Introducing IT-based event-oriented traffic management
The measure focused on improving traffic conditions and promoting intermodality in the context of major events in the city and reducing congestion and travel times by providing optimum information.
Implementing sustainable mobility
Prior to measure implementation, Stuttgart's heavily burdened road network suffered traffic disruptions about 90 days per year due to coinciding events in congress centres, concert venues and sports stadiums. The Integrated Traffic Management Centre was therefore established to ensure better control of traffic and traffic information in Stuttgart.
Specific goals of the measure were to
- improve traffic conditions during events and in case of traffic accidents;
- integrate the existing diversity of traffic information into the Integrated Traffic Management Centre (ITMC);
- promote intermodality in connection with major events;
- prevent congestion during major events; and
- reduce travel times by providing optimum information and guidance to road users.
Research was carried out in order to help establish the strategic and technical bases for traffic control operations, including scenarios for incident management and for the parking and traffic guidance system.
The Integrated Traffic Management Centre was put into operation in April 2006, and in the same year two control scenarios — the Bad Cannstatt incident management system and the NeckarPark parking and traffic guidance system — were developed. The Bad Cannstatt system included the installation of roadside display systems to direct traffic in the event of a major incident. The dynamic display systems and traffic signals can all be changed so that the diversion route is more efficient than in the past, when everyone tried to avoid the traffic jams independently, leading to congestion in surrounding areas. Dynamic lane signalling on Gaisburger Brucke was introduced to control incoming and outgoing traffic in the NeckarPark event area.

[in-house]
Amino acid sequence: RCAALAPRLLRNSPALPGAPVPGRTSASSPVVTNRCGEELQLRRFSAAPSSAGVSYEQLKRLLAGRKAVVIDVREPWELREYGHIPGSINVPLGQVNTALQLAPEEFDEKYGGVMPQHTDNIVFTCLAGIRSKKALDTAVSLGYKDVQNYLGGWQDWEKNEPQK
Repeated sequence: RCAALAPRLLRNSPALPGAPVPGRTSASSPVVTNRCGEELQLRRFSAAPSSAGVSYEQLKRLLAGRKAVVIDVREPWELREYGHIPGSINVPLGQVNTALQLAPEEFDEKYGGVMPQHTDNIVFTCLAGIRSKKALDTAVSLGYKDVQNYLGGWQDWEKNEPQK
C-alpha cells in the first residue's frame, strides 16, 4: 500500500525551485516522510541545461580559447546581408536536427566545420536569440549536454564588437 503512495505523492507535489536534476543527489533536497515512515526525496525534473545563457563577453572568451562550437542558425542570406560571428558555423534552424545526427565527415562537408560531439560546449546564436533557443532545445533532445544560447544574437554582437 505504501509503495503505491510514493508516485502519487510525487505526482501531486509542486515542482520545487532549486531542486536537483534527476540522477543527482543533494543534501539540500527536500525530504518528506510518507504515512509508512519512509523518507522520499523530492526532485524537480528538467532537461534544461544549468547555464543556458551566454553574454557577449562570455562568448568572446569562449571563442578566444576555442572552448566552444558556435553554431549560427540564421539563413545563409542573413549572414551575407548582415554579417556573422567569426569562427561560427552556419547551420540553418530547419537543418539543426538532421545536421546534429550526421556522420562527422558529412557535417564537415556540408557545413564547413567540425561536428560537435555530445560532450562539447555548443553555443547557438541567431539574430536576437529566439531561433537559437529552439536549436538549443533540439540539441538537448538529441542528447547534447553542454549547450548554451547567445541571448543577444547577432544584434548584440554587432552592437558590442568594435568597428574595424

The inauguration of the new Security and Mobility Management Centre, which includes the Integrated Traffic Management Centre, represented a unique approach in Germany. It combines diverse urban authorities such as city traffic management, the headquarters of the police traffic department, the fire department and ambulance service, and the Stuttgart public transport operator under one roof. The partners cooperate at a strategic and operational level, coordinating information and taking concerted action allowing for rapid and direct crisis management.
The Internet information platform launched in August 2008 provides road users with up-to-date information on traffic conditions and parking space availability in Stuttgart.
The Integrated Traffic Management Centre enables control over traffic flow across all transport modes during foreseen events (commuter traffic, construction, sports matches) and unforeseen circumstances (accidents).
Due to the new Integrated Traffic Management Centre, traffic management during the Football World Cup 2006 was smooth and traffic jams were prevented.
Traffic is now able to leave the car park after a football match rapidly due to the use of three lanes rather than two. The fourth lane for incoming traffic is reserved exclusively for pedestrians leaving the area. This has halved the time needed to empty the stadium car parks. Prior to the measure, it had taken around two hours to empty the large car park of the 3,500 vehicles.
A comparison of emissions values during peak period revealed a reduction of between 10.2 and 53 percent during six 10-minute periods, equating to an hourly average reduction of approximately 38.1 percent of carbon monoxide and nitrogen oxides from traffic leaving the stadium after a match.
This fact sheet has been updated by a third party on the basis of available information (not by the city itself), therefore we do not guarantee any data with respect to their content, completeness or up-to-dateness.